Allan had a love/hate relationship with the Willis at Canterbury. Sadly, it was not a reliable instrument, and this gave rise to unprintable threats as to which parts of Henry Willis iv’s anatomy Allan would have on toast for breakfast if he didn’t put it right; also, being in the triforium on the south side of the quire, the organ bore the full force of the sun, so was rarely in tune. Another threat was to climb the stairs to the organ chamber and remove the tierce rank from the Willis Mixtures. The instrument did, however, have some quite ravishing stops. Having grown up in the Hill tradition at Lichfield, some sounds were quite new to me, and they were sounds in which it seemed Allan revelled: the Swell Oboe, for instance, blended with the Diapason and a 4’ stop was one such sound, used, I remember, to great effect in a performance of Brahms’s German Requiem which Allan accompanied on the organ with enormous skill and musicianship, and with a stream of comments such as “Tommy Beecham had the right idea about this movement” and after the penultimate movement “Get on with it, go on, what is he waiting for? go straight on”; the Willis Corno-di-Basetto, particularly in the tenor register (especially when accompanying psalms) was another favourite, as was the Tierce on the Choir manual – the only Tierce rank at Lichfield had been in the bottom octave of a Swell Mixture so this was another new sound. I can still hear Allan using some sort of Cornet in various Bach chorale preludes and cantata movements – his repertoire was always adventurous – and the sound has fascinated me ever since.
But most of all what struck me was the sheer drama of his playing; this wasn’t just somebody playing the organ; it was a personality proclaiming “listen to me!” On one occasion when playing Messiaen’s Transports de Joie he played the opening dissonant manual figure and shouted “That to the Chapter”, then he thundered the next phrase on the full Pedal and (it must have been a frustrating day) shouted “and that to the men in the Choir”, followed by the thrilling F sharp major chord, at which he shouted triumphantly “Wicks!”
Perhaps the single episode which best sums up his sense of fun – there was an impish streak to his nature – was when he played at the Royal Albert Hall in 1966 in a now legendary evening called “Organ in Sanity & Madness”, an extravaganza in aid of the Royal College of Organists centenary appeal. Allan appeared with the percussionist James Blades, both sporting dressing gowns. Having taken their bows both divested to reveal boxing shorts; they then settled down to a musical boxing match especially composed for percussion and the Albert Hall organ by Alan Ridout. This was typical of the Wicks lack of inhibition.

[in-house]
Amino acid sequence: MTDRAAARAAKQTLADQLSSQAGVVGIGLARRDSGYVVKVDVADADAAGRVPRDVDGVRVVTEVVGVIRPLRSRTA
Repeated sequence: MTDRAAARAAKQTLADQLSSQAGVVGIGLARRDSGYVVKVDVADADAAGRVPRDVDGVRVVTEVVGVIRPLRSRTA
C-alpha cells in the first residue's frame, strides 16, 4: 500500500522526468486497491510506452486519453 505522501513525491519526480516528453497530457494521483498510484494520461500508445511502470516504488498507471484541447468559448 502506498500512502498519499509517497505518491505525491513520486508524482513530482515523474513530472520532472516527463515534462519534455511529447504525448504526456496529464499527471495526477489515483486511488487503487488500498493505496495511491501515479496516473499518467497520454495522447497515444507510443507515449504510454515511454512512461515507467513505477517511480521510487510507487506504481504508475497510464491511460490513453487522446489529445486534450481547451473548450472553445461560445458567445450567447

Allan had a particular gift when dealing with school children and adolescents; he treated them as individuals and took a genuine interest in their lives. For young people away from home at boarding school his friendship and concern for their welfare were particularly valuable. As a music teacher he was interested in their all round education. Many amusing stories are too indelicate to record here, but the writer remembers two revealing episodes: the first was when he arrived at Canterbury Cathedral as a shy teenager for his first organ lesson. While walking into the cathedral Allan opened the door and stood aside letting his young pupil go through first. In 1966 it would have been more usual for a 13 year old boy to open the door for his teacher. When, later in life, I remarked on this, Allan replied that he was resident at the cathedral and I was the visitor so of course he should open the door for me. The other episode was a couple of years later; I had been learning the Choral iii of César Franck and Allan gave me an hour for the lesson rather than the usual 30 minutes. At the end of the lesson Allan came running down the loft stairs after me and asked “Didn’t you enjoy your extra long lesson?” “O yes”, I replied. “You didn’t thank me for it,” he admonished.
Allan will be much missed by all who knew him. He was possessed of a magnetic personality which caused friends to seek him out like bees round a honey pot. He was unfailingly generous with help, advice, and musical opportunities for composers and performers alike. Many will have fond memories of the generous and convivial hospitality offered by Allan and Elizabeth at their homes in St Stephen’s and at Lower Hardres during their time at Canterbury. He leaves a widow, Elizabeth and two daughters, Lalu and Joanna.